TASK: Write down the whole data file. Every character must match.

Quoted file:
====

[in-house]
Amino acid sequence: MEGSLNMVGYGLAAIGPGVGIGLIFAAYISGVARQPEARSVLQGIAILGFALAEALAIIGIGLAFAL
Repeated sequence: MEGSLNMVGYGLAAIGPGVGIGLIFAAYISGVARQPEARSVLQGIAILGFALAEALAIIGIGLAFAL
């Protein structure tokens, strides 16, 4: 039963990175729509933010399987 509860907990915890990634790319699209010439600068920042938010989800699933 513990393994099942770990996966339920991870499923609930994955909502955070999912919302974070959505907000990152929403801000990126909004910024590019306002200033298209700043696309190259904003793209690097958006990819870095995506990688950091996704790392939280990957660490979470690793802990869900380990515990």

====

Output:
[in-house]
Amino acid sequence: MEGSLNMVGYGLAAIGPGVGIGLIFAAYISGVARQPEARSVLQGIAILGFALAEALAIIGIGLAFAL
Repeated sequence: MEGSLNMVGYGLAAIGPGVGIGLIFAAYISGVARQPEARSVLQGIAILGFALAEALAIIGIGLAFAL
């Protein structure tokens, strides 16, 4: 039963990175729509933010399987 509860907990915890990634790319699209010439600068920042938010989800699933 513990393994099942770990996966339920991870499923609930994955909502955070999912919302974070959505907000990152929403801000990126909004910024590019306002200033298209700043696309190259904003793209690097958006990819870095995506990688950091996704790392939280990957660490979470690793802990869900380990515990």